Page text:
For the sense of smell we have, indeed, the perfumer's art, but a poor rudimentary art it is, giving little freedom for the artist who would draw his inspirations freshly from nature. I can, indeed, describe poorly in words the odours of this June morning—the mingled lilacs, late wild cherries, new-broken soil, and the fragrance of the sun on green verdure, for there are here both lyrical and symphonic odours—but how inadequate it is! I can tell you what I feel and smell and taste, and give you, perhaps, a desire another spring to spend the months of May and June in the country, but I can scarcely make you live again the very moment of life I have lived, which is the magic quality of the best art. The art of the perfumer which, like all crude art, thrives upon blatancy, does not make us go to gardens, or love the rose, but often instils in us a kind of artificiality, so that perfumes, so far from being an inspiration to us, increasing our lives, become often the badge of the abnormal, used by those unsatisfied with simple, clean, natural things.

And as a people deficient in musical art delights in ragtime tunes, so a people deficient in the true art of tasting and smelling delights in ragtime odours and ragtime tastes.

I do not know that the three so-called lesser senses will ever be organized to the point where they are served by well-established arts, but this I do know—that there are three great ways of entering upon a better understanding of this magic earth which are now neglected.

I think we have come upon hasty and heated days, and are too much mastered by the god of hurry and the swift and greedy eye. We accept flashing pictures of life for life itself; we rush here and rush there and, having arrived, rush away again—to what sensible purpose? Be still a little! Be still!

I do not mean by stillness, stagnation not yet lazy contentment, but life more deeply thought about, more intensely realized, an activity so concentrated that it is quiet. Be still then!

So it is that, though I am no worshipper of the old, I think the older gardeners had in some ways a better practice of the art than we have, for they planted not for the eye alone but for the nose and the sense of taste and even, in growing such plants as the lamb's tongue, to gratify, curiously, the sense of touch. They loved the scented herbs, and appropriately called them simples. Some of these old simples I am greatly fond of, and like to snip a leaf as I go by to smell or taste; but many of them, I here confess, have for me a rank and culinary odour—as sage and thyme and the bold scarlet monarda, sometimes called bergamot.

But if their actual fragrance is not always pleasing, and their uses are now grown obscure, I love well the names of many of them—whether from ancient association or because the words themselves fall pleasantly upon the ear, as, for example, sweet marjoram and dill, anise and summer savoury, lavender and sweet basil. Coriander! Caraway! Cumin! And "there's rosemary, that's for remembrance; pray you, love, remember,... there's fennel for you, and columbines: there's rue for you: and here's some for me—" All sweet names that one loves to roll under his tongue.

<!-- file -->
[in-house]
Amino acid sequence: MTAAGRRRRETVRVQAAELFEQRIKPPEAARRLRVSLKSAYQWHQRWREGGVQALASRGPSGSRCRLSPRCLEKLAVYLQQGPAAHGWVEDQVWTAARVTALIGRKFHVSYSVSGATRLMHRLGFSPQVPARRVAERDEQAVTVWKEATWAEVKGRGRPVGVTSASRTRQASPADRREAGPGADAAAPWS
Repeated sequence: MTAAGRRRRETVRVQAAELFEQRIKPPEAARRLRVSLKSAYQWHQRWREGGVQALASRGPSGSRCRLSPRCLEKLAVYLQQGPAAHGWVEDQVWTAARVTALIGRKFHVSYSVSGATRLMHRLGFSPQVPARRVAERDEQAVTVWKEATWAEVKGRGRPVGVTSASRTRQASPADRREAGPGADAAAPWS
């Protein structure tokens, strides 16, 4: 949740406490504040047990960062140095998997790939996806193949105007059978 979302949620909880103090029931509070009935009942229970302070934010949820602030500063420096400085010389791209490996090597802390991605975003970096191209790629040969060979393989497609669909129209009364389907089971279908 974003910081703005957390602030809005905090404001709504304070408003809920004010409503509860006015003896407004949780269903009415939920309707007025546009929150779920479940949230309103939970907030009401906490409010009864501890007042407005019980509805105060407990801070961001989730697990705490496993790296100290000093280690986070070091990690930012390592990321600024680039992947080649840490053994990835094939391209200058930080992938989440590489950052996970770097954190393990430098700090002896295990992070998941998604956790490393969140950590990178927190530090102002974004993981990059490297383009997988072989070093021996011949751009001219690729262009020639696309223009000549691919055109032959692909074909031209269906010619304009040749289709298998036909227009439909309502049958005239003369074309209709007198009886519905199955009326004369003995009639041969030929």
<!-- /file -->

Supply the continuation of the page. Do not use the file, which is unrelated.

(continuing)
I have not any great number of these herbs in my own garden, but, when I go among those I do have, I like to call them by their familiar names as I would a dignified doctor or professor, if ever I knew him well enough.

It is in this want of balance and quietude that the age fails most. We are all for action, not at all for reflection; we think there are easy ways to knowledge and shortcuts to perfection; we are for laws rather than for life.

And this reminds me inevitably of a mellow-spirited old friend who lives not a thousand miles from here—I must not tell his name—whose greatest word is "proportion." At this moment, as I write, I can hear the roll of his resonant old voice on the syllable p-o-r—prop-o-rtion. He is the kind of man good to know and to trust.

If ever I bring him a hard problem, as, indeed, I delight to do, it is a fine thing to see him square himself to meet it. A light comes in his eye, he draws back his chin a little and exclaims occasionally: "Well—well!"

He will have all the facts and circumstances fully mobilized, standing up side by side before him like an awkward squad, and there's nothing more awkward than some facts that have to stand out squarely in daylight! And he inquires into their ancestry, makes them run out their tongues, and pokes them once or twice in the ribs, to make sure that they are lively and robust facts capable of making a good fight for their lives. He never likes to see any one thing too large, as a church, a party, a reform, a new book, or a new fashion, lest he see something else too small; but will have everything, as he says, in true proportion. If he occasionally favours a little that which is old, solid, well-placed, it is scarcely to be measured to him as a fault in an age so overwhelmed with the shiny new.